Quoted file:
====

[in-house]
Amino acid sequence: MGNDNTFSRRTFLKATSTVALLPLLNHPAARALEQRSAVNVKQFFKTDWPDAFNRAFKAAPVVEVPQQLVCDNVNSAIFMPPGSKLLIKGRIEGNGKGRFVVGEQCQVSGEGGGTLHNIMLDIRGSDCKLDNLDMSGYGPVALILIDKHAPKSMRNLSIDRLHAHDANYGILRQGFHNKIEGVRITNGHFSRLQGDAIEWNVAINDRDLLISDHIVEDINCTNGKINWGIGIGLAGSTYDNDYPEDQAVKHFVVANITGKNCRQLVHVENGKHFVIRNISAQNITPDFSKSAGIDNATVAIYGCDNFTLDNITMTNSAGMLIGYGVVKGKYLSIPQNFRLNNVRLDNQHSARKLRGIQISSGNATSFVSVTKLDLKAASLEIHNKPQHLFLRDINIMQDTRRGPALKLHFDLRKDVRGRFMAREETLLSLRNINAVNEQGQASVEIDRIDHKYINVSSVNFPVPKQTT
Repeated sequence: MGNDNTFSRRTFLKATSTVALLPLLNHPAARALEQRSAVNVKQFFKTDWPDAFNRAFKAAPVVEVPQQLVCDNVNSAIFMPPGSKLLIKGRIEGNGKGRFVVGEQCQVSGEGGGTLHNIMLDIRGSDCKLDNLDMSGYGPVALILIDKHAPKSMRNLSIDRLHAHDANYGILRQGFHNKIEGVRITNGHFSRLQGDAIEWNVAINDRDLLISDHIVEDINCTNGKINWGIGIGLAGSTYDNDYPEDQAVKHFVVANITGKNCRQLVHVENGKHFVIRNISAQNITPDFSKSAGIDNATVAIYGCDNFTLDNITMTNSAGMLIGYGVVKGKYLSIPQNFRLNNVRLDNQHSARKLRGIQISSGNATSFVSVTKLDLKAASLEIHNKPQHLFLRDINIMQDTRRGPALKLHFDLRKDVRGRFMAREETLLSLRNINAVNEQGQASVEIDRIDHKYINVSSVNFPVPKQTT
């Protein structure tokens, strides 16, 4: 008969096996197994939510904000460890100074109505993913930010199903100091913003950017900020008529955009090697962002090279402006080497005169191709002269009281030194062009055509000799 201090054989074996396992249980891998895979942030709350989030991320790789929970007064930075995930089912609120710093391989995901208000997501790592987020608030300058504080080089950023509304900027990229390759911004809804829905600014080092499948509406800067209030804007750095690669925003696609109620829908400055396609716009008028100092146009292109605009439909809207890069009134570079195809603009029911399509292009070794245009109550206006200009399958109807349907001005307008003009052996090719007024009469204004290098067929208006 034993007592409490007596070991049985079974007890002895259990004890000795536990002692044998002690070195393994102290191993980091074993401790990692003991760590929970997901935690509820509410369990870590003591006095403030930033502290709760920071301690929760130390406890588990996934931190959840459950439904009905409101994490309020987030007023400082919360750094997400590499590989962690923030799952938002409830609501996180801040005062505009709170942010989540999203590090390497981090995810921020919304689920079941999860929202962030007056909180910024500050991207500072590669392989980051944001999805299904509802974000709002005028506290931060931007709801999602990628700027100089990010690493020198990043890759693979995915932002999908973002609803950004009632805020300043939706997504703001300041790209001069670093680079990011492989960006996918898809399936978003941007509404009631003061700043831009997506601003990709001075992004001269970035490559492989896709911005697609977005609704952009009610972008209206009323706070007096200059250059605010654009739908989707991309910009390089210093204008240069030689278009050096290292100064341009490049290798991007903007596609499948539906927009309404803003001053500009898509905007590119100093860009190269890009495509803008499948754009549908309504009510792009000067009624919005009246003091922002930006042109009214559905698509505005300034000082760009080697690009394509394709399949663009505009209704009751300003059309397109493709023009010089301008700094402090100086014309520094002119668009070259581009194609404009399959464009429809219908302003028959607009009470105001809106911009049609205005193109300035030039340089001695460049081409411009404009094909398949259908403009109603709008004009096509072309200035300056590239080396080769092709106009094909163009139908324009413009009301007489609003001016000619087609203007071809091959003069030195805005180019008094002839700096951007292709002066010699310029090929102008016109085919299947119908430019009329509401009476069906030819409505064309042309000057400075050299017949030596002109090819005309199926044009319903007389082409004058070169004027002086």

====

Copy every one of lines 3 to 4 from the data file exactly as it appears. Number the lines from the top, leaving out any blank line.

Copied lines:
Repeated sequence: MGNDNTFSRRTFLKATSTVALLPLLNHPAARALEQRSAVNVKQFFKTDWPDAFNRAFKAAPVVEVPQQLVCDNVNSAIFMPPGSKLLIKGRIEGNGKGRFVVGEQCQVSGEGGGTLHNIMLDIRGSDCKLDNLDMSGYGPVALILIDKHAPKSMRNLSIDRLHAHDANYGILRQGFHNKIEGVRITNGHFSRLQGDAIEWNVAINDRDLLISDHIVEDINCTNGKINWGIGIGLAGSTYDNDYPEDQAVKHFVVANITGKNCRQLVHVENGKHFVIRNISAQNITPDFSKSAGIDNATVAIYGCDNFTLDNITMTNSAGMLIGYGVVKGKYLSIPQNFRLNNVRLDNQHSARKLRGIQISSGNATSFVSVTKLDLKAASLEIHNKPQHLFLRDINIMQDTRRGPALKLHFDLRKDVRGRFMAREETLLSLRNINAVNEQGQASVEIDRIDHKYINVSSVNFPVPKQTT
């Protein structure tokens, strides 16, 4: 008969096996197994939510904000460890100074109505993913930010199903100091913003950017900020008529955009090697962002090279402006080497005169191709002269009281030194062009055509000799 201090054989074996396992249980891998895979942030709350989030991320790789929970007064930075995930089912609120710093391989995901208000997501790592987020608030300058504080080089950023509304900027990229390759911004809804829905600014080092499948509406800067209030804007750095690669925003696609109620829908400055396609716009008028100092146009292109605009439909809207890069009134570079195809603009029911399509292009070794245009109550206006200009399958109807349907001005307008003009052996090719007024009469204004290098067929208006 034993007592409490007596070991049985079974007890002895259990004890000795536990002692044998002690070195393994102290191993980091074993401790990692003991760590929970997901935690509820509410369990870590003591006095403030930033502290709760920071301690929760130390406890588990996934931190959840459950439904009905409101994490309020987030007023400082919360750094997400590499590989962690923030799952938002409830609501996180801040005062505009709170942010989540999203590090390497981090995810921020919304689920079941999860929202962030007056909180910024500050991207500072590669392989980051944001999805299904509802974000709002005028506290931060931007709801999602990628700027100089990010690493020198990043890759693979995915932002999908973002609803950004009632805020300043939706997504703001300041790209001069670093680079990011492989960006996918898809399936978003941007509404009631003061700043831009997506601003990709001075992004001269970035490559492989896709911005697609977005609704952009009610972008209206009323706070007096200059250059605010654009739908989707991309910009390089210093204008240069030689278009050096290292100064341009490049290798991007903007596609499948539906927009309404803003001053500009898509905007590119100093860009190269890009495509803008499948754009549908309504009510792009000067009624919005009246003091922002930006042109009214559905698509505005300034000082760009080697690009394509394709399949663009505009209704009751300003059309397109493709023009010089301008700094402090100086014309520094002119668009070259581009194609404009399959464009429809219908302003028959607009009470105001809106911009049609205005193109300035030039340089001695460049081409411009404009094909398949259908403009109603709008004009096509072309200035300056590239080396080769092709106009094909163009139908324009413009009301007489609003001016000619087609203007071809091959003069030195805005180019008094002839700096951007292709002066010699310029090929102008016109085919299947119908430019009329509401009476069906030819409505064309042309000057400075050299017949030596002109090819005309199926044009319903007389082409004058070169004027002086």